6. The Hole in the Wall Gang was actually several criminal gangs
The Hole in the Wall Pass in Wyoming was an easily defended, difficult to approach hideout for several criminal gangs which took sanctuary there from the 1860s through the early twentieth century. Often several different gangs occupied it simultaneously, though they did not coordinate their various nefarious activities. The most famous of the gangs which used the pass was that known as the Wild Bunch, led by Robert Leroy Parker, also known as Butch Cassidy, and his partner Harry Longabaugh, known to history as the Sundance Kid. The Wild Bunch favored robbing trains, hoping to avoid shootouts in the aftermath of a robbery, and it has been falsely reported that during their career the gang never killed anyone in the course of one of their crimes. In reality, they killed several.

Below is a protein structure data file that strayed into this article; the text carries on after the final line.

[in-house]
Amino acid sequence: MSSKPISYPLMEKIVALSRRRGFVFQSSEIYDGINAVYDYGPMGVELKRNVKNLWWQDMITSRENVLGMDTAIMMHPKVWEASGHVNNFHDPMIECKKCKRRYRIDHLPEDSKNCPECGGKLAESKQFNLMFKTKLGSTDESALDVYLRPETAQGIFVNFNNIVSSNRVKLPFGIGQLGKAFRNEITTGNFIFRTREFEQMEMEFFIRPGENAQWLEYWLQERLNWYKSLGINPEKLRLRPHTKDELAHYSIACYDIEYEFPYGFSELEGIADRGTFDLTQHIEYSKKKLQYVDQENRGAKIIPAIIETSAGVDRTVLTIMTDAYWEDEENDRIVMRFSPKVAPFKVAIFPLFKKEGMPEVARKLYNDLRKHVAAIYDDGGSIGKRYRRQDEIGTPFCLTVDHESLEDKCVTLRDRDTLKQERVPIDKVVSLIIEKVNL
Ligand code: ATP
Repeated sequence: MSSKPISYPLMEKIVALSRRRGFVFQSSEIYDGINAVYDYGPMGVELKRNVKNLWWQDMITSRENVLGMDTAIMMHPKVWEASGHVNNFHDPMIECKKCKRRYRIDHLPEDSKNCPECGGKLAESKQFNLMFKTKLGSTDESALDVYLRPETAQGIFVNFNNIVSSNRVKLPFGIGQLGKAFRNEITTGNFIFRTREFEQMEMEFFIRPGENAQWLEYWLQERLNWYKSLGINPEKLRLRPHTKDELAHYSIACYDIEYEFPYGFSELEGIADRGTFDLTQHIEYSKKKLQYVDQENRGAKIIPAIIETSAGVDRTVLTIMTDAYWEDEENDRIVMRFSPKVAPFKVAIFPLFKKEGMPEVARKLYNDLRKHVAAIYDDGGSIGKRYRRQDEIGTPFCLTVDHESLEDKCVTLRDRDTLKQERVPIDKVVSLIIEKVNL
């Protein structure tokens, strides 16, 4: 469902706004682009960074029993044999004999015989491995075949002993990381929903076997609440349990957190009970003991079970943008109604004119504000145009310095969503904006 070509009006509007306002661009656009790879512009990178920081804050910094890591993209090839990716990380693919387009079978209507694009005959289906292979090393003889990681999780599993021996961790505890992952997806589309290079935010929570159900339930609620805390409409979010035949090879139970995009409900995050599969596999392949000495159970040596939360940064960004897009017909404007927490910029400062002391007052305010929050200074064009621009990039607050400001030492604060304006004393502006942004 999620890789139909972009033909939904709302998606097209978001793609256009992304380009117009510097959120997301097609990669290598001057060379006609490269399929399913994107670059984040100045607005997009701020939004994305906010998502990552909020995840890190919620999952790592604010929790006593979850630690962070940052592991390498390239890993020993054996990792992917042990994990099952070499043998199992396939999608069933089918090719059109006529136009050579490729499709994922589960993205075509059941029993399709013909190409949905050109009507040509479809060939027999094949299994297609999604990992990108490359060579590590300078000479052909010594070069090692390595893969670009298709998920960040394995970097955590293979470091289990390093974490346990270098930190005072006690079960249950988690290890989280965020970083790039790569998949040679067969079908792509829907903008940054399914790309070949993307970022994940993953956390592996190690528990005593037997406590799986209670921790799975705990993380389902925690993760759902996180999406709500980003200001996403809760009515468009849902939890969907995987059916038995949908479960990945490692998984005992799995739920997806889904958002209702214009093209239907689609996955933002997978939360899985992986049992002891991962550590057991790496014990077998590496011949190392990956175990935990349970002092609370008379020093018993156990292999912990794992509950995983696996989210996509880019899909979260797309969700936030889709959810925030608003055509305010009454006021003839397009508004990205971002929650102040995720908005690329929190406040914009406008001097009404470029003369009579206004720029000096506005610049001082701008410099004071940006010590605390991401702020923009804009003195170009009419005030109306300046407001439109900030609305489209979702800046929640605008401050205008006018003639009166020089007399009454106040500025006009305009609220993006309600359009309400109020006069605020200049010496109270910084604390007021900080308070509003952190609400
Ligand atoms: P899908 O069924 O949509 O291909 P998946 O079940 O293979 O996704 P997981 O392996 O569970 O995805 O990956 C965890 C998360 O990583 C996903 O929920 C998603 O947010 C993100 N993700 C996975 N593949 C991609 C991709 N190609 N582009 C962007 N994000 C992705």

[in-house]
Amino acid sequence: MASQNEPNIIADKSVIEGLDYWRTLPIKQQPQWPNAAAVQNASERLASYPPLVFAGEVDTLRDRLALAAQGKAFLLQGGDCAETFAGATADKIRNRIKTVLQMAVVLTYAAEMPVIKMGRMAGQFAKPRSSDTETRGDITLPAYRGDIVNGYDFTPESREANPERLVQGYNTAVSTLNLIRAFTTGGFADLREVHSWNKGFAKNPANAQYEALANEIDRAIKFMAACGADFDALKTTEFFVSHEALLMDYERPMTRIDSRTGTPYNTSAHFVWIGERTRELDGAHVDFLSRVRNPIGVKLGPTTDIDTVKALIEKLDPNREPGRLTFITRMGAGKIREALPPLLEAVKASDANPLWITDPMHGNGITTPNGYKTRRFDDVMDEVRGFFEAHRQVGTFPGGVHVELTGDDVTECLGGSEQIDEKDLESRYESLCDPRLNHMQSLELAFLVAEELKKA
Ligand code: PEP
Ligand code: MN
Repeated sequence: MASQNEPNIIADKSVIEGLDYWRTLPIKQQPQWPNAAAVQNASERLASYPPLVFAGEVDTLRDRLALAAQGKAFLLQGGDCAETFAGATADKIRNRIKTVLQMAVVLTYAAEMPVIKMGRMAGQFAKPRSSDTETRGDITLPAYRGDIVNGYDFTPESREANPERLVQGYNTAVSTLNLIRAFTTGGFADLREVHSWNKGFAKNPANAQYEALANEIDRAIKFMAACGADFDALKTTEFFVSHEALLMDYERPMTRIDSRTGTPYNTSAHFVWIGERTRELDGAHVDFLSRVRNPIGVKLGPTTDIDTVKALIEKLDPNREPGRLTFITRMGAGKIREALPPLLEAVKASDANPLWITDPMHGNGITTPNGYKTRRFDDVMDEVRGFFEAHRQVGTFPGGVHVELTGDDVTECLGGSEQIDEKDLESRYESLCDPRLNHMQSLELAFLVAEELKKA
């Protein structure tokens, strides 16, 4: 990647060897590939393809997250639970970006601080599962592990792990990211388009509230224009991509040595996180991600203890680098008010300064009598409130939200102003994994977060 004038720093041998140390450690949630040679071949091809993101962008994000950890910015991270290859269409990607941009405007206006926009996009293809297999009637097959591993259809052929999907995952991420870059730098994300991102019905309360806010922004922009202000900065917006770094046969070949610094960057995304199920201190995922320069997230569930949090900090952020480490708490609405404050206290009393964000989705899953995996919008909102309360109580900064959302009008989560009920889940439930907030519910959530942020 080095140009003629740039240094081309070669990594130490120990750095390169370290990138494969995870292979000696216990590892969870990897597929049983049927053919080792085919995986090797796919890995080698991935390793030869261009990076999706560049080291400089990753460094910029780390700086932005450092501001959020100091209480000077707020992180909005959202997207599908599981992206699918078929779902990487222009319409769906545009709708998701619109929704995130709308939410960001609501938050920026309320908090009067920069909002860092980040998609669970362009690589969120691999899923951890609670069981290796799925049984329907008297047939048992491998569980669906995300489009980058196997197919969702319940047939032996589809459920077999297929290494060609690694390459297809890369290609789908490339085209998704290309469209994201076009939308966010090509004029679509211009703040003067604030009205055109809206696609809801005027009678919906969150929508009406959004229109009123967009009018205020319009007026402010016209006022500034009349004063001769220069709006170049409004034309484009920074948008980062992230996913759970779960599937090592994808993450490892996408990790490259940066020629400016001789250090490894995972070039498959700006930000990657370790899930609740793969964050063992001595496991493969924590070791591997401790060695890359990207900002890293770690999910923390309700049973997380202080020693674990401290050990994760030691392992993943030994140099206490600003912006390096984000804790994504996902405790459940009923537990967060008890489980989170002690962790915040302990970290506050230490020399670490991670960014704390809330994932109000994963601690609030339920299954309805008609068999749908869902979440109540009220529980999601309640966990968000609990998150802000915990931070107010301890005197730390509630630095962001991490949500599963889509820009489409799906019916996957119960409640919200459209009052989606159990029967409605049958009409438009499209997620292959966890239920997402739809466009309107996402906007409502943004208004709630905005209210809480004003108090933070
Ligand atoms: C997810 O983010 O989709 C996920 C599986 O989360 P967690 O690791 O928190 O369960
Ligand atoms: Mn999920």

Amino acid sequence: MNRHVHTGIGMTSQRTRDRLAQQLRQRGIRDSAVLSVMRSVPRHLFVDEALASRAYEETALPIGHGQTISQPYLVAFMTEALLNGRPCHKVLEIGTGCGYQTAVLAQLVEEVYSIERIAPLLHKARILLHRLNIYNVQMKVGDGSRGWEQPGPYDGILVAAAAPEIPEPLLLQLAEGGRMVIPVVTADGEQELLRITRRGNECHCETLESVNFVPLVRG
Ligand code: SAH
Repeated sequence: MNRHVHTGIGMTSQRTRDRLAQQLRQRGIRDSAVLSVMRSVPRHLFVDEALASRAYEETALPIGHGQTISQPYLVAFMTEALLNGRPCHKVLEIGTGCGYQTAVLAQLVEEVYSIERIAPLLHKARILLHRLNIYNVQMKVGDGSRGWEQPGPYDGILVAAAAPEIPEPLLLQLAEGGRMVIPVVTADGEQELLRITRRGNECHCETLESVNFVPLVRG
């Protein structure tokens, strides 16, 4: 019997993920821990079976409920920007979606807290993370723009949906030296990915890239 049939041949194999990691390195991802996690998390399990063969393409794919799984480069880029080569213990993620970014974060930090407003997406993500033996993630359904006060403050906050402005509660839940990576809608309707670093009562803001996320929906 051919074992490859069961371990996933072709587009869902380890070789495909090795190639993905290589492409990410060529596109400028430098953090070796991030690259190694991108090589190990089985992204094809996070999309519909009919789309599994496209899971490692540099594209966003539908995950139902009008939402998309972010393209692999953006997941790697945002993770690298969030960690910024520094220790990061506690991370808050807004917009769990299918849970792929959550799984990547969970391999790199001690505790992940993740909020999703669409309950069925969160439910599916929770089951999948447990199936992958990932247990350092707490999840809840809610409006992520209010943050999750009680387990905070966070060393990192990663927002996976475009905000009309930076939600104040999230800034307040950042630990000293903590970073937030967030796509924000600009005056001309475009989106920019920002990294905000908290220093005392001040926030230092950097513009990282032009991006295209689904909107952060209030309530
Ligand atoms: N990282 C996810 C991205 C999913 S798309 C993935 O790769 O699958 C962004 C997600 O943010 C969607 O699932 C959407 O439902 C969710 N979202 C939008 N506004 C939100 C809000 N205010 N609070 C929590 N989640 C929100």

On September 19, 1900, members of the Wild Bunch entered the town of Winnemucca, Nevada. Three men entered the First National Bank and demanded that the cashier, George Nixon, open the safe and give up the gold coins within. After the cashier reluctantly complied the men made their escape with about $32,000, most of it in gold. They were pursued by a hastily formed posse, and later by Pinkertons, but they eluded the chase. It was later claimed that Butch Cassidy had been one of the robbers. He was not, but it was likely that the Sundance Kid was, and if so Cassidy certainly knew about the robbery, which took place as he was in Tipton, Wyoming, making plans for another train robbery. Butch and Sundance were alleged to have been killed in 1908 in South America, though their exact fate remains in question.